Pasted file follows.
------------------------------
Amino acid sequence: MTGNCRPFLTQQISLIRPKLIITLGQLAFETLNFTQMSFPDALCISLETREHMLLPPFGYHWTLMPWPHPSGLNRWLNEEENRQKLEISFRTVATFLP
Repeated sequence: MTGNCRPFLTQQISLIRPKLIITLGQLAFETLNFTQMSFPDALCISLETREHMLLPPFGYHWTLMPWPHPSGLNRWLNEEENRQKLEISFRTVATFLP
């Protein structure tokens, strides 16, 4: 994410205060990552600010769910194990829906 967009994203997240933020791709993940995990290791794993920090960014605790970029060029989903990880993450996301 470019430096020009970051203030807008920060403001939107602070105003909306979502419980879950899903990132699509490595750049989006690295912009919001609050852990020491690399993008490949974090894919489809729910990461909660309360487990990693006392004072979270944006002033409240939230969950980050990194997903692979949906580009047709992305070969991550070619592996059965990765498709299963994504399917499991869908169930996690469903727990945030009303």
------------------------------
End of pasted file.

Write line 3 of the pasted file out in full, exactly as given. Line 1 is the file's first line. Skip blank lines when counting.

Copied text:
């Protein structure tokens, strides 16, 4: 994410205060990552600010769910194990829906 967009994203997240933020791709993940995990290791794993920090960014605790970029060029989903990880993450996301 470019430096020009970051203030807008920060403001939107602070105003909306979502419980879950899903990132699509490595750049989006690295912009919001609050852990020491690399993008490949974090894919489809729910990461909660309360487990990693006392004072979270944006002033409240939230969950980050990194997903692979949906580009047709992305070969991550070619592996059965990765498709299963994504399917499991869908169930996690469903727990945030009303």